Before I get started on today’s “official” post, let me first say how sorry I am that I disappeared for a few days. I have a huge work project that needs the bulk of my attention, and I had to give myself a few days of work time devoted to nothing but that. In fact, as soon as I’m done here, I’ll be back at it, but I’ve decided to spend a few minutes with you while I wait for my tea water to reach a boil. How big of me. Anyway, on with the real post.
It has been about one and a half weeks since I returned from my silent retreat, and I wanted to share what I’ve been noticing in the wake of that experience. Obviously, a silent retreat is not “normal” in the sense that it’s not supposed to be a lesson in how to live everyday life. I’m not a hermit or a monk, so my life is not silent. I would say it is the complete opposite of silent, especially based on this morning’s chaotic scene before school. However, the silent retreat was meant to show me how important silence is, even if it’s just a few minutes interspersed in an otherwise busy day. And from that perspective, the retreat was definitely a success. I am noticing in the most unexpected places a craving for silence and a willingness and ability to try to find even just a small piece of what I experienced on retreat as I go about my day.
I find that when I am eating, especially when I am eating lunch by myself or with Chiara and am prone to work on a crossword puzzle or read a newspaper at the same time, that I suddenly become aware of how mindlessly I’m eating my food. Chiara has even become a help by asking me to light the “prayer candle” when we eat lunch. The prayer candle is actually something called a “Peace Pot” that I bought when I was on retreat. My original plan was to have one meal a week where we light the candle and do a special prayer in addition to our nightly grace, but that hasn’t happened so far. Still, the fact that Chiara — who has an ulterior motive in that she likes to blow out the candle and “make a wish” — has managed to help me keep a little piece of my prayerful silence is pretty impressive.
The silence shows up in other ways as well, like when I’m driving and would normally have the radio blasting. Now I find I drive in silence much of the time, sometimes just thinking and sometimes trying to make a God connection even as I drive. And, perhaps most noticeably, I find I am much more able to settle into the silence of yoga now that I have the experience of total retreat silence as a guide. When I go to my meditative yoga class at the YMCA, which is really very spiritual despite the fact that right outside the door is a room full of elliptical machines and weightlifters, I find the silence comes naturally. In fact, last night, as we prepared for a flow of yoga poses in honor of the Harvest Moon, which was magnificent as I drove home and it hovered behind some black rimmed clouds like something out of an El Greco painting, I felt almost as prayerful as I did on my retreat. As we finished our class with a relaxation pose and deep breathing, I was very conscious of the inhalations and exhalations, imagining that I was breathing in peace and compassion, love and understanding and breathing out anxiety and greed, jealousy and indifference. None of that would have happened, I don’t think, without my silent retreat experience to fall back on.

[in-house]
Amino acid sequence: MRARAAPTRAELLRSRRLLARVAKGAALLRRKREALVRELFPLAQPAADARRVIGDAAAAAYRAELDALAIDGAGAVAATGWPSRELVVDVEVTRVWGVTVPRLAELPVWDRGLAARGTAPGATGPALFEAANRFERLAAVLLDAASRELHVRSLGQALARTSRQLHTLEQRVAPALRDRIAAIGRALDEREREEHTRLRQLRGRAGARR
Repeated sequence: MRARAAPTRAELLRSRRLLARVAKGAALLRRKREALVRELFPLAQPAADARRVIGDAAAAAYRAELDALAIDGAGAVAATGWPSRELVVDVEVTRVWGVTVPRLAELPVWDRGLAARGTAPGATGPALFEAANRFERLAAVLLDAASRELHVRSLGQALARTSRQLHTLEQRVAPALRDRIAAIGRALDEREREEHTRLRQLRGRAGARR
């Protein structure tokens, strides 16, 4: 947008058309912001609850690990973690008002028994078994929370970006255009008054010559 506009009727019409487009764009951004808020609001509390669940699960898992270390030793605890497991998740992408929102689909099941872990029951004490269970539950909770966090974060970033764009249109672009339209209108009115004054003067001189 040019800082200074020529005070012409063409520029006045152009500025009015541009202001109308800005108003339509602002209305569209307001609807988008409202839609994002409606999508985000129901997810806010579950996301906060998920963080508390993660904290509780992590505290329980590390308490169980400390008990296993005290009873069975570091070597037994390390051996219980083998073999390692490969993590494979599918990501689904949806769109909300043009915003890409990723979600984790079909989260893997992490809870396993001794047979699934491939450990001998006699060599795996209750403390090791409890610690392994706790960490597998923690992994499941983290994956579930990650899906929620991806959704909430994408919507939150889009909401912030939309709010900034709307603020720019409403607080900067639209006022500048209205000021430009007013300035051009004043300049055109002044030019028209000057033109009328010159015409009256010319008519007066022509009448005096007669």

And for those of you who are still hung up on the line where I mentioned that we did our yoga practice in honor of the Harvest Moon, thinking that perhaps that sounds too New Age-y, let me just remind you that it was our own St. Francis of Assisi who wrote the Canticle of Brother Sun and Sister Moon, and so I will close with a reflection on the very beautiful words written by St. Francis, who was an environmentalist before that word was even invented:
Most High, all-powerful, all-good Lord, All praise is Yours, all glory, all honour and all blessings.
To you alone, Most High, do they belong, and no mortal lips are worthy to pronounce Your Name.
Praised be You my Lord with all Your creatures,
especially Sir Brother Sun,
Who is the day through whom You give us light.
And he is beautiful and radiant with great splendour,
Of You Most High, he bears the likeness.
Praised be You, my Lord, through Sister Moon and the stars,
In the heavens you have made them bright, precious and fair.
Praised be You, my Lord, through Brothers Wind and Air,
And fair and stormy, all weather’s moods,
by which You cherish all that You have made.
Praised be You my Lord through Sister Water,
So useful, humble, precious and pure.
Praised be You my Lord through Brother Fire,
through whom You light the night and he is beautiful and playful and robust and strong.
Praised be You my Lord through our Sister,
who sustains and governs us,
producing varied fruits with colored flowers and herbs.
Praise be You my Lord through those who grant pardon for love of You and bear sickness and trial.
Blessed are those who endure in peace, By You Most High, they will be crowned.
Praised be You, my Lord through Sister Death,
from whom no-one living can escape. Woe to those who die in mortal sin! Blessed are they whom death will find doing Your most holy will, for the second death shall do them no harm.
Praise and bless my Lord and give Him thanks,
And serve Him with great humility.
— St. Francis of Assisi